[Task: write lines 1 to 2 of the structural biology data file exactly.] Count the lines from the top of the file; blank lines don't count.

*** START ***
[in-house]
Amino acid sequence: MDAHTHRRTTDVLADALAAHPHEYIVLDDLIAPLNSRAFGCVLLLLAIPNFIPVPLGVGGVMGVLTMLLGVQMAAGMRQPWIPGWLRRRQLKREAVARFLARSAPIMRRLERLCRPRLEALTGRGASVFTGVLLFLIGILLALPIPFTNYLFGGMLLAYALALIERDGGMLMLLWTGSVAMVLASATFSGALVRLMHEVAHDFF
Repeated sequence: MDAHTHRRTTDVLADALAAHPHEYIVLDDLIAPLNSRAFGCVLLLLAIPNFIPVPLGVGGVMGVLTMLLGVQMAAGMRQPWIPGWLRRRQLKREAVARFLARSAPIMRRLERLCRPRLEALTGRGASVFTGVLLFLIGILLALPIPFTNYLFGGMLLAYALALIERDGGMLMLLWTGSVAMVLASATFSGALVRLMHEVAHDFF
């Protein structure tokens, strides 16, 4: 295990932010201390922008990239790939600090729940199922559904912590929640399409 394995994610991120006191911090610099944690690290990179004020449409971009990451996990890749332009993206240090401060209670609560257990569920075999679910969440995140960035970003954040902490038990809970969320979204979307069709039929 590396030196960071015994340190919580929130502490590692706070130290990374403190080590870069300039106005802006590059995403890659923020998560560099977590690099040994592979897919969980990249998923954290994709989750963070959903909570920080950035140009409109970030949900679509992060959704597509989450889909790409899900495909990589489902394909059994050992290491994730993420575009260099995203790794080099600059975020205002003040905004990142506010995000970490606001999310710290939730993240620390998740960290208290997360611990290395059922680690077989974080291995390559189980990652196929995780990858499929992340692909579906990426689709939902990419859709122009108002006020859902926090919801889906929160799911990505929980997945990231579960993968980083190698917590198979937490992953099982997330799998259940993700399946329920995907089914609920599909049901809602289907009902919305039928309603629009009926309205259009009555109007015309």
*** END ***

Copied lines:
[in-house]
Amino acid sequence: MDAHTHRRTTDVLADALAAHPHEYIVLDDLIAPLNSRAFGCVLLLLAIPNFIPVPLGVGGVMGVLTMLLGVQMAAGMRQPWIPGWLRRRQLKREAVARFLARSAPIMRRLERLCRPRLEALTGRGASVFTGVLLFLIGILLALPIPFTNYLFGGMLLAYALALIERDGGMLMLLWTGSVAMVLASATFSGALVRLMHEVAHDFF